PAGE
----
Azul Systems has launched a "network attached processing" system aimed at medium-sized businesses and individual projects with heavy Java workloads - just in time for Christmas.
Azul's CentiCore could come in handy for handling those heavy Xmas e-commerce transaction spikes, the company said.
Java and other virtual machine-based software generally requires more processing muscle than conventional code, and Azul is one of many companies looking to address this problem. The company's idea is to offload Java, .Net or other virtual machine processing from a conventional application server onto a specialised hardware appliance, with more Azul appliances added as needed.
The Compute Appliance line, introduced this spring, is based on a 64-bit RISC chip called Vega, with 24 cores per chip. The appliances can come in configurations of up to 16 processors, meaning 384 cores in about 11U of rack space, consuming 2.7 kilowatts of power. Java applications tend to be highly multi-threaded, making them particularly suited for many cores, Azul said.
CentiCore includes a mid-range Compute Appliance with 96 cores and 32GB of shared memory, integrated with two two-way, 1GB Linux servers from Penguin Computing and an HP ProCurve Gigabit Ethernet switch. JBoss' open-source Application Server and Portal also come with the package.
The system takes up 8U of standard rack space and consumes 1.75 kilowatts, which Azul claims is far less than would be required to run a similar virtual machine workload on general purpose servers.
The system is aimed at medium-sized businesses with heavy demand on their Java applications, or individual projects within large enterprises. "This cost-effective platform increases developer productivity, decreases time to market, and can quickly address resource requirements of web-enabled applications in time for the holiday season," the company said.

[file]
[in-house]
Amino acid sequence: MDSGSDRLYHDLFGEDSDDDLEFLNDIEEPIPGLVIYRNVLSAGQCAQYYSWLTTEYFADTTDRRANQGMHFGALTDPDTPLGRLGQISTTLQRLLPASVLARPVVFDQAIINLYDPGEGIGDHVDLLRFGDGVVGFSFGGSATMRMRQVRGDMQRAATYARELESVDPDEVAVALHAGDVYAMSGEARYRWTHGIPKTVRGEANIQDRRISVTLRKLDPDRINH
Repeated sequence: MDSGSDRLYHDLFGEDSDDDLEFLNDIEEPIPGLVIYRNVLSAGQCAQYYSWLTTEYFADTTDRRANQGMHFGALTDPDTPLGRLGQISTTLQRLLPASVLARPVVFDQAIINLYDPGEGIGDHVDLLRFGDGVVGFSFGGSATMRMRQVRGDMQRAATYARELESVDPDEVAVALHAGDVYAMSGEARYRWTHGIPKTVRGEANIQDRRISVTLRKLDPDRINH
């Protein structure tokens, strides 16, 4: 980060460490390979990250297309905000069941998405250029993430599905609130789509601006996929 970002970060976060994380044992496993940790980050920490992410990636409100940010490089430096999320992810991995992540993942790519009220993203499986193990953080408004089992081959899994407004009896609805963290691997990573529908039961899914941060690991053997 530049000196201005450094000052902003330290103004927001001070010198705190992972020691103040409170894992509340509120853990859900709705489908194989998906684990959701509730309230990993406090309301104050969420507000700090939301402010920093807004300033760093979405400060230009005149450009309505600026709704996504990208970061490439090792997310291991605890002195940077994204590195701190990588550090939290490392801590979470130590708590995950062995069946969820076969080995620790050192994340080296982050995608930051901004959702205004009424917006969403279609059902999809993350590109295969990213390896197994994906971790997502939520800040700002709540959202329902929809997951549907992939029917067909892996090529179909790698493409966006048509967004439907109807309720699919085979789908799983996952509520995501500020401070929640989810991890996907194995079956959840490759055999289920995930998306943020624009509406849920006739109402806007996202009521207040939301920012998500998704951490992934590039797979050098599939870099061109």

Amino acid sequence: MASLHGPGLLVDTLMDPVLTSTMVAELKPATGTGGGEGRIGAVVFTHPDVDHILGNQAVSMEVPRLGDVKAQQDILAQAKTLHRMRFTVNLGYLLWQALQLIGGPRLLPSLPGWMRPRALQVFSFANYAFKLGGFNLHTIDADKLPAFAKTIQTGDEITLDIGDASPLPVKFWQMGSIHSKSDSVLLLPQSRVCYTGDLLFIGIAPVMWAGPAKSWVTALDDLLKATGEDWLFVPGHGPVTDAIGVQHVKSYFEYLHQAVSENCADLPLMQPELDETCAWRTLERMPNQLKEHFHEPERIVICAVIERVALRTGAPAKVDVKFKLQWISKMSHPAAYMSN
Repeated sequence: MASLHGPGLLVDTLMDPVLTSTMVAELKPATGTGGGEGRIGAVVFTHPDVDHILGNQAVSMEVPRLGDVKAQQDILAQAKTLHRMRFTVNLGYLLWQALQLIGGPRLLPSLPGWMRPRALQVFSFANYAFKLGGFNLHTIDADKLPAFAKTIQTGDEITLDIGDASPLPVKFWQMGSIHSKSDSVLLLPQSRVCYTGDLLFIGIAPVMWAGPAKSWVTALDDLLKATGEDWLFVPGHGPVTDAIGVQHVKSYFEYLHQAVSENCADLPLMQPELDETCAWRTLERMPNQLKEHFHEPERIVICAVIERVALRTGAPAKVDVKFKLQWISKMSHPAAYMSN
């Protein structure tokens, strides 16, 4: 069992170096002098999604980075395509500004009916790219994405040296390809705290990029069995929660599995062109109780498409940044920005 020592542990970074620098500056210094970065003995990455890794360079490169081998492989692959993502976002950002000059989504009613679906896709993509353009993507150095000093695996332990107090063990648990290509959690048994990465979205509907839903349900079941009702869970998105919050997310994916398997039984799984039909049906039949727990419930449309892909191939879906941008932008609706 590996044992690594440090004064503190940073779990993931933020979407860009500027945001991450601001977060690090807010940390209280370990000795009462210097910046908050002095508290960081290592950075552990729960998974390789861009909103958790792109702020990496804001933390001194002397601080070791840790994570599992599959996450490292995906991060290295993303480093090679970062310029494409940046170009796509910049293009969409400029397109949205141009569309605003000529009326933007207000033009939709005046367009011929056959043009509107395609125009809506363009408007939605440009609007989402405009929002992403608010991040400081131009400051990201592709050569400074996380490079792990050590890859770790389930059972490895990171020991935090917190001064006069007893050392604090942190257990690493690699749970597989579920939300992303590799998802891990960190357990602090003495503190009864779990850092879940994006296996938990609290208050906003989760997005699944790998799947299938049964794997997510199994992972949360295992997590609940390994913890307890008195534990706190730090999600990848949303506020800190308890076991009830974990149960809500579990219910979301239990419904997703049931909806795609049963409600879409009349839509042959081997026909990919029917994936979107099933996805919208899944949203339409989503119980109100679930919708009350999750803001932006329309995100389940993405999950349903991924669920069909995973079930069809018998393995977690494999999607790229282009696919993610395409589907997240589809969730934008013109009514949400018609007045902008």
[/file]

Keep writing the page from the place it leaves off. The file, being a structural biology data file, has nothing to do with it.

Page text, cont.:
It hasn't yet been proven that businesses - even big ones with lots of Java applications - will buy into the network attached processing model. Everett Consulting, which provides services around CentiCore, said it sees a demand in smaller companies. "This will allow IT project managers and development teams to quickly complete IT projects with massive compute capacity," said chief executive JJ Everettt.
Azul is certified with application server vendors such as JBoss and BEA, but there remain sticky licensing issues around the company's multi-core systems. The Azul system and the "host" general purpose server both have to be licensed for the application server, but the number of cores in an Azul system could theoretically mean absurdly high licensing fees.
A compromise struck with BEA over the summer means that companies don't have to pay extra licensing fees for their Azul systems directly. Instead, when they "authorise" their application server to tap into an Azul system, it simply triples the standard licence fee.